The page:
Dividing assets during a divorce can be a daunting task. For the process to go smoothly, both parties should create an accurate inventory of their marital assets. This inventory should include all properties acquired during marriage—including any significant investments, real estate holdings, and personal belongings.
Making a thorough assessment and establishing the value of each asset is critical. Without this comprehensive record, asset division can become unnecessarily complicated, leading to further conflict between spouses.
Here is a broad overview of what marital assets are and how to properly catalog them when going through a divorce.
What Are Marital Assets?
In general, marital assets refer to any property that either spouse acquired during the marriage. This can include anything such as real estate, vehicles, joint bank accounts, investment accounts, retirement accounts, or collectibles.
In a divorce, both spouses typically have equal ownership of marital assets. This is why they must be fairly divided between them. Asset division can be a complex process, and it often requires negotiation and compromise between the parties involved.
What Are Separate Assets?
In a marriage, separate assets refer to the individual property of each spouse. There are a few qualifications that make an asset separate.
Separate assets may be acquired before the marriage. They also come as gifts from people outside the marriage. A spouse may also claim sole ownership of inheritance or personal injury.
These assets belong to only one person, so they are not up for division in a divorce.
What Are Co-Mingled Assets?
Separate assets can become marital property when they become co-mingled.
Here are a few ways this can happen:
Commingling in Bank Accounts
If one spouse deposits their separate funds into a joint bank account, those funds can become commingled with marital funds. This can make it difficult to distinguish between separate and marital assets.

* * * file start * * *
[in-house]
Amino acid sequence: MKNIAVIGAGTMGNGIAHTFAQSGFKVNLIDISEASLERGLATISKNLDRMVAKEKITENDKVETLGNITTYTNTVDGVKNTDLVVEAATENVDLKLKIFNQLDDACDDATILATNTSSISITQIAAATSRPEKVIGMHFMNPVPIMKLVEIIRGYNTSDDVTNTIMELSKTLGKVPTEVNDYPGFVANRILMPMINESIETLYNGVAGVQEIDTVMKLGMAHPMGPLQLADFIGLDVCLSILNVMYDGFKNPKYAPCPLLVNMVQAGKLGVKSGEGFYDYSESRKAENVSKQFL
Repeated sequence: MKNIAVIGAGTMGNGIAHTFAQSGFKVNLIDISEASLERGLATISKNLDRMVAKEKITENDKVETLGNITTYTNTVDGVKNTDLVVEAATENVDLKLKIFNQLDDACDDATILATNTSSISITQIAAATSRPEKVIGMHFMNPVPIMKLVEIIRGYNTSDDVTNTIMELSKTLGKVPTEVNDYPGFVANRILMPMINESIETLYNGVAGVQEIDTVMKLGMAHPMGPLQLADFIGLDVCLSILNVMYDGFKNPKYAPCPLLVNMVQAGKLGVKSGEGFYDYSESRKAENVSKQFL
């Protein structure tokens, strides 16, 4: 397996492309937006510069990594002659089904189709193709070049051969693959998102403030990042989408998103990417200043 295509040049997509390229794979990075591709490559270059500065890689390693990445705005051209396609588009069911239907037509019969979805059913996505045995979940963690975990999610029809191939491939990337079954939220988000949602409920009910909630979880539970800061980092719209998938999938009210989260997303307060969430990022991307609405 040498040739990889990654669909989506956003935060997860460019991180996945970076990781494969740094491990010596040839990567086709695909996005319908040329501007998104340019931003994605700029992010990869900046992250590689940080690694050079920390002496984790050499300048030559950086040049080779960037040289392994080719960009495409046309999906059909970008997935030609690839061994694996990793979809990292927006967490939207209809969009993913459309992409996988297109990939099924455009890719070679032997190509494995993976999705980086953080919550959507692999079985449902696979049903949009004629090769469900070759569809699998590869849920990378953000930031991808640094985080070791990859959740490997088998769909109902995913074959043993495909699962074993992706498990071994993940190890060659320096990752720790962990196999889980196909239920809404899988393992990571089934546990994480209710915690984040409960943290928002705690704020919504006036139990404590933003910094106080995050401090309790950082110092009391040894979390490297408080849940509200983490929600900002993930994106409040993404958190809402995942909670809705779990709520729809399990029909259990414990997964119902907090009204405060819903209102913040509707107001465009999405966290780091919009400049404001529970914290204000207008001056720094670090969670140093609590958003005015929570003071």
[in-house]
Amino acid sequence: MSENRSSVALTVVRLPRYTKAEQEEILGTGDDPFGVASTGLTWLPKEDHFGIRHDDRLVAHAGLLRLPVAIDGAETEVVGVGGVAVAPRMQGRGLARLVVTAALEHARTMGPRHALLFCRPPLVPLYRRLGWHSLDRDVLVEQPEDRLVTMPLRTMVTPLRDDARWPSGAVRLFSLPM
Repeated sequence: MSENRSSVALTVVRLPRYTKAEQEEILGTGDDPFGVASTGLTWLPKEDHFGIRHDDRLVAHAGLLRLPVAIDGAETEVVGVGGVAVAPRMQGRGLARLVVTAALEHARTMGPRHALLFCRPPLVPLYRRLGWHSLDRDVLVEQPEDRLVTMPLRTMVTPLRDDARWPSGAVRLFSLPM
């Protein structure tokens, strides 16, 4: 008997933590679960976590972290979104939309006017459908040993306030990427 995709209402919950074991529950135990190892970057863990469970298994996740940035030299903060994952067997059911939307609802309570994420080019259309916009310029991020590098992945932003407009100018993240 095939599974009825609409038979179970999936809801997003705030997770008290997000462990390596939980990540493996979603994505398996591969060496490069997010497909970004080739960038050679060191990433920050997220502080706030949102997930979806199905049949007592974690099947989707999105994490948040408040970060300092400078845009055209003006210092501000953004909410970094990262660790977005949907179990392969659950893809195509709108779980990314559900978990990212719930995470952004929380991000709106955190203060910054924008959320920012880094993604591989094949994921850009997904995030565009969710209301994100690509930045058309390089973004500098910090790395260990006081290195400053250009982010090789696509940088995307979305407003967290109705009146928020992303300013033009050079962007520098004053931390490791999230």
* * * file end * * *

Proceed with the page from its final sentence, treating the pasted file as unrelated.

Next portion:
Using Separate Funds to Purchase Marital Property
If one spouse uses their separate funds to purchase something that benefits the marriage (such as a family home), the property may be considered marital.
If spouses change the titles of their separate properties to include both their names, it then becomes difficult to determine who owns what portion of that property.
Contributions to Separate Property During the Marriage
If one spouse makes significant contributions to the other spouse's separate property during the marriage (such as paying for renovations or improvements), they may be able to claim partial ownership of that asset.
How Do You Differentiate Your Marital Assets from Your Separate Assets?
It’s easy to say that you should create an inventory of your marital assets, but how do you actually accomplish this task?
Here are some tips:
Start With a Checklist
Begin by creating a checklist of all the assets within the marriage. Include bank accounts, investments, real estate, vehicles, and personal property. This will help ensure that you don't forget anything.
Collect all relevant documentation for each asset, such as bank statements, real estate deeds, and vehicle titles. This will help you determine the value of each asset, and it can help you determine whether it is co-mingled or separate.
Determine the Value of Each Asset
Use the documentation you've gathered to determine the value of each asset. You may need to hire an appraiser for certain items, such as jewelry or artwork.
Determine Whether Each Asset Is Separate or Marital Property
It may take some time, but try to remember where, when, and how each asset was acquired. If, for instance, your home theater was a gift from your parents, then you can safely assume it is separate. Whenever possible, try to work together to decipher all assets’ origins.
Consider Professional Help
If you have many assets or complex financial holdings, consider hiring a financial planner or accountant to help create your inventory. They can also help you value your assets and identify any tax implications.
Remember to keep your inventory up-to-date, especially if you or your spouse make any major purchases or sales before the divorce ends.
Russell S. Hershkowitz, L.L.C. is here to help make sure your assets are divided fairly in a divorce. We can work with both spouses, or we can help protect just one spouse from a bad situation. Consultations are free, so call us today at (407) 753-4111 or contact us online.